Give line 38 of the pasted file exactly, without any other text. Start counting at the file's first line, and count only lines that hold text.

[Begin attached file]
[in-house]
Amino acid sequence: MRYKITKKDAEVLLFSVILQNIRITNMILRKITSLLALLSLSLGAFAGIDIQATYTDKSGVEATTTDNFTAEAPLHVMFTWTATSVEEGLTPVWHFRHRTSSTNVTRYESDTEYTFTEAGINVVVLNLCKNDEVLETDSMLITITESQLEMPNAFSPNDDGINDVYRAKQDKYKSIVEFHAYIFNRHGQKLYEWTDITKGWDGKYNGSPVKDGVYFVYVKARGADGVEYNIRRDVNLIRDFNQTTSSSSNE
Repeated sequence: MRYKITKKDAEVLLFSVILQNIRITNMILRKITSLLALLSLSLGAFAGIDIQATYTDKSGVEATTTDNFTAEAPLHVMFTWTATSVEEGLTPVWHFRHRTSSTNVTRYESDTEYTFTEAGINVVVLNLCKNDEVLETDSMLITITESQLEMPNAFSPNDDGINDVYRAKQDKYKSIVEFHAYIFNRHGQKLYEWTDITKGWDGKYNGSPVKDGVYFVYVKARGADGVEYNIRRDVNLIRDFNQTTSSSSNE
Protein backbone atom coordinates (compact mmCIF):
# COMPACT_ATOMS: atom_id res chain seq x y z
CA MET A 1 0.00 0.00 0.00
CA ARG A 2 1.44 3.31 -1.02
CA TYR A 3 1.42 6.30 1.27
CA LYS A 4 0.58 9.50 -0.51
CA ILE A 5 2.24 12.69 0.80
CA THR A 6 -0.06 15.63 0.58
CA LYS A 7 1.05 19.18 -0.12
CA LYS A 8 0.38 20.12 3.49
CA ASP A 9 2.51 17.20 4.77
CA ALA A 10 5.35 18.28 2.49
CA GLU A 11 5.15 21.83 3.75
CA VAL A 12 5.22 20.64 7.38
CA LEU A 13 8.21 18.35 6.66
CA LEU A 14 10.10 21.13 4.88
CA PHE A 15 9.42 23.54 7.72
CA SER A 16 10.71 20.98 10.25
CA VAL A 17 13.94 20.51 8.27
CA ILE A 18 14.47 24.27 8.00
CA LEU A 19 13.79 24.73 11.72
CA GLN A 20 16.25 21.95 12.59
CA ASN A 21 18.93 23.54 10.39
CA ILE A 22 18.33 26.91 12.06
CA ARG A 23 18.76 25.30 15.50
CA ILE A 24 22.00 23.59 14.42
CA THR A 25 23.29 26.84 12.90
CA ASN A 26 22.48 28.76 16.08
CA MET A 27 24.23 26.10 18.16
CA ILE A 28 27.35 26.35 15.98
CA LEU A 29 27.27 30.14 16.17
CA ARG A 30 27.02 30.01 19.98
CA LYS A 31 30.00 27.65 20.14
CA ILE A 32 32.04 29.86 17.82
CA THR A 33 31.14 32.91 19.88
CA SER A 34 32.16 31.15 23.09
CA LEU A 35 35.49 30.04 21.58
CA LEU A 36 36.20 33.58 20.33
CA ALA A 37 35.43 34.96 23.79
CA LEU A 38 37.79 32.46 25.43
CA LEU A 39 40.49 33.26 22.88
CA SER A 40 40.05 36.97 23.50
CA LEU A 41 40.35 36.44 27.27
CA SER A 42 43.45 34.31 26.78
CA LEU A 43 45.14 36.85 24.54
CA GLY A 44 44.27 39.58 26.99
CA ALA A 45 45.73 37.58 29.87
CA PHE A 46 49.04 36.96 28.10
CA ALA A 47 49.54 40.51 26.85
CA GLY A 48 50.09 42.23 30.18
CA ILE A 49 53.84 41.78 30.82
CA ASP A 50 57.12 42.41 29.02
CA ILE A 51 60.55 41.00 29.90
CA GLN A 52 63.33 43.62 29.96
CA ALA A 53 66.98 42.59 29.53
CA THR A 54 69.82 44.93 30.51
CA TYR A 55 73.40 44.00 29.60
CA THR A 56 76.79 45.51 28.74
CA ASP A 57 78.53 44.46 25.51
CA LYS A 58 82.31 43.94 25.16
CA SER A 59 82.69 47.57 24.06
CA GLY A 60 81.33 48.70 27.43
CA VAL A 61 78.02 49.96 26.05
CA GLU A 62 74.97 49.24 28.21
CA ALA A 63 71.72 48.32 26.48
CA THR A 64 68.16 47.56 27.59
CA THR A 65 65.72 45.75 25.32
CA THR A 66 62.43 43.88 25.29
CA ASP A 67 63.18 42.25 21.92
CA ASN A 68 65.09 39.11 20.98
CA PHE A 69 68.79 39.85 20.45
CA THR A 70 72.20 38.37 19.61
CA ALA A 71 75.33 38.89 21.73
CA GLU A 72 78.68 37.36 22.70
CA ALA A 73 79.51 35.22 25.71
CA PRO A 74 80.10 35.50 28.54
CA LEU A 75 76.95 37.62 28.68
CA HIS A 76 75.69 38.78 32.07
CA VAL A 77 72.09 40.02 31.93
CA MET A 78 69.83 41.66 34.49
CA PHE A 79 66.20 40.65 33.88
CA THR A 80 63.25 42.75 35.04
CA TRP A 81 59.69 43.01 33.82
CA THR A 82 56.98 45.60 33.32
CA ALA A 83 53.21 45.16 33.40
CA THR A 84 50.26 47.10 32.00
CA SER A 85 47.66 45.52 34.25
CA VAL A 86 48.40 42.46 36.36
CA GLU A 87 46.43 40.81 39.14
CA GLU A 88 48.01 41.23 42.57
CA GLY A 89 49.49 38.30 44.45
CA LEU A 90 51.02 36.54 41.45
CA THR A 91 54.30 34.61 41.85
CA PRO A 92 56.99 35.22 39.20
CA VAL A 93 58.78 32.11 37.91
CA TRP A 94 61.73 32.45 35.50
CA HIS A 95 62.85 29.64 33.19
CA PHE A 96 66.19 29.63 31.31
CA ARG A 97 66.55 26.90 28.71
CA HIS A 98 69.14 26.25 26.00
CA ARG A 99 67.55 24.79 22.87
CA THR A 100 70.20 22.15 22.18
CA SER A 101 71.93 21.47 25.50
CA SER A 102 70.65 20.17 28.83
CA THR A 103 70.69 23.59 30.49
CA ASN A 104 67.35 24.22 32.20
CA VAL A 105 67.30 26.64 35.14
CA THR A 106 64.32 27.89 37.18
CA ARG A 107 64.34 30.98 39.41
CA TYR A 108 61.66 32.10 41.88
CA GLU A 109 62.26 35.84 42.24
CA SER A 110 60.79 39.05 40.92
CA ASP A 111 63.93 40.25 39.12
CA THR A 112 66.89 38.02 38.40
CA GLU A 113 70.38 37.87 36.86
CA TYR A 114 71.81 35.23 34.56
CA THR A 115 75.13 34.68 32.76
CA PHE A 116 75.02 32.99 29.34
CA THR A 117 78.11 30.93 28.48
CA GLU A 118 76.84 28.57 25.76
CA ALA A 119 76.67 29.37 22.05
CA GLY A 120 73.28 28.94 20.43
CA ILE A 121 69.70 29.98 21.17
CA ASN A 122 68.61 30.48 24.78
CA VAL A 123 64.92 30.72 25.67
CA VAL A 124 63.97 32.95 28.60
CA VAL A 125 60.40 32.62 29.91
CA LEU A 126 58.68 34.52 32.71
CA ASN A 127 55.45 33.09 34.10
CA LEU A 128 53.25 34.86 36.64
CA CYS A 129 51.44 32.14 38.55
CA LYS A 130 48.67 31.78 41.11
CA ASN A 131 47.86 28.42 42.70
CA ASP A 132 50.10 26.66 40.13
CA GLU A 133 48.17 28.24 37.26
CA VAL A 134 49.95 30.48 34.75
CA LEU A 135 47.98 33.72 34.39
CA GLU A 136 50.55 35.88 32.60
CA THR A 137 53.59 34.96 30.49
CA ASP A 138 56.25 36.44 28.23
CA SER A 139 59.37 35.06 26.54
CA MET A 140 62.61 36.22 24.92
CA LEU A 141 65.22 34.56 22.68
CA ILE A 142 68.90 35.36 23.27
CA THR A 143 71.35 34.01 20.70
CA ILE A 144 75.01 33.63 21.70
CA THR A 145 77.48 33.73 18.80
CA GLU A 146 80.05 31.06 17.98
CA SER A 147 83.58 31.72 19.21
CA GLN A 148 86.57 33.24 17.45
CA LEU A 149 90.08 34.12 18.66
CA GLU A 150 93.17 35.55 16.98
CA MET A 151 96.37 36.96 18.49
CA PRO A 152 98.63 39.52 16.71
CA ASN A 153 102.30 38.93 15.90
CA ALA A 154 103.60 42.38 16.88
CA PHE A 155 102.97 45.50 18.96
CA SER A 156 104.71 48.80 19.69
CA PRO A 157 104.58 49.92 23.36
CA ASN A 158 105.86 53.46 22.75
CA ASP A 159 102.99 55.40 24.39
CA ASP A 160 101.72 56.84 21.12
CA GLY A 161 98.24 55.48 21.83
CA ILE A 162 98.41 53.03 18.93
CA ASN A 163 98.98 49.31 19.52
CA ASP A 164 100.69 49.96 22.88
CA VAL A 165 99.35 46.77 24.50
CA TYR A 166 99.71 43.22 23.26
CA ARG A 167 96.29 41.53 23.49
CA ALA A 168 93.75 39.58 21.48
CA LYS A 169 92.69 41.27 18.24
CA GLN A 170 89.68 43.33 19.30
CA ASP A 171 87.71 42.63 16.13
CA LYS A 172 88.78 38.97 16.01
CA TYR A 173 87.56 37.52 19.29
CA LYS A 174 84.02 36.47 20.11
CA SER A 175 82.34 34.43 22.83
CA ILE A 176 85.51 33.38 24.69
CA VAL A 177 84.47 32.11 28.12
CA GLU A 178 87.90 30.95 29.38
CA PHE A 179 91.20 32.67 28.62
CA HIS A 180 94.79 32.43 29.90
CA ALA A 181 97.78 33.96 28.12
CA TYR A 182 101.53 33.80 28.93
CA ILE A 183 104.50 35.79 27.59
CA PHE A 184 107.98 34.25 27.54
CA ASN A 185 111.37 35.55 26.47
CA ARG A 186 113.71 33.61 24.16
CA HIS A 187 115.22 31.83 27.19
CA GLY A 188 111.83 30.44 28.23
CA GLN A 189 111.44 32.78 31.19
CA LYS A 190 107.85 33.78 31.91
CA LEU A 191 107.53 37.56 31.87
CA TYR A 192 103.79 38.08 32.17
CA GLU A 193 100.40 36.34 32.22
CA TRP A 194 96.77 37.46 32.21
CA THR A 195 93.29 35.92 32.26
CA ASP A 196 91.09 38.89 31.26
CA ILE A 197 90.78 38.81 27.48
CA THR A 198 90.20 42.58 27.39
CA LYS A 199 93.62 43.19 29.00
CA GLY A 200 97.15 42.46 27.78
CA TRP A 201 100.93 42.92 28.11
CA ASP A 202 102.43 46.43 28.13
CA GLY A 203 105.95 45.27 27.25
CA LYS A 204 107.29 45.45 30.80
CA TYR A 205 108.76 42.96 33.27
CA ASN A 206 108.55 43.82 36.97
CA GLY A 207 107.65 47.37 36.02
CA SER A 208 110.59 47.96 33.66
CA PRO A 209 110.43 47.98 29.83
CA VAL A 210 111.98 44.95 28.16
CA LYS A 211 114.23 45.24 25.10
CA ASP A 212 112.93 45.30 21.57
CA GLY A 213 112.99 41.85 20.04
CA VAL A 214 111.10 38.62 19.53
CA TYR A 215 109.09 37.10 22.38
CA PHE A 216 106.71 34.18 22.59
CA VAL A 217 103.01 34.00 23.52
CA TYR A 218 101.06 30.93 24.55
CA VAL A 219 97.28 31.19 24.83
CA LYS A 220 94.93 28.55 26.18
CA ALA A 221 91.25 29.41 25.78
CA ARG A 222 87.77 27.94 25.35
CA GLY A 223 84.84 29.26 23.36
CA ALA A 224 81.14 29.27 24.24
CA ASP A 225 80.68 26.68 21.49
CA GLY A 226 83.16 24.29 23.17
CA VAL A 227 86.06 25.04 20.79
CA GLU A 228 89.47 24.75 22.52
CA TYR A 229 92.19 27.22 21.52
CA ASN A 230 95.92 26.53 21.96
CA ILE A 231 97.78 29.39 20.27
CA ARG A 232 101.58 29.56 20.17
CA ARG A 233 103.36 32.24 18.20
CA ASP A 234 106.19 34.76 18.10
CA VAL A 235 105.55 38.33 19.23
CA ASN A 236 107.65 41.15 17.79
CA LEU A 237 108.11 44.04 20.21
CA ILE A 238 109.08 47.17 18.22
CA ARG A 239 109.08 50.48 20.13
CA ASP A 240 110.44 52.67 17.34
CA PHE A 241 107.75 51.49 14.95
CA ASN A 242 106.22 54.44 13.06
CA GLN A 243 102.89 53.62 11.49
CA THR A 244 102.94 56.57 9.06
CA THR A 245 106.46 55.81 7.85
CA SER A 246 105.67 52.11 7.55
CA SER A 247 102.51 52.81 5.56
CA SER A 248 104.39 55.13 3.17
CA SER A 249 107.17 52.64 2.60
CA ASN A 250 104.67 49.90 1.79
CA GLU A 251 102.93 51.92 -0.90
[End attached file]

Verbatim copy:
CA THR A 33 31.14 32.91 19.88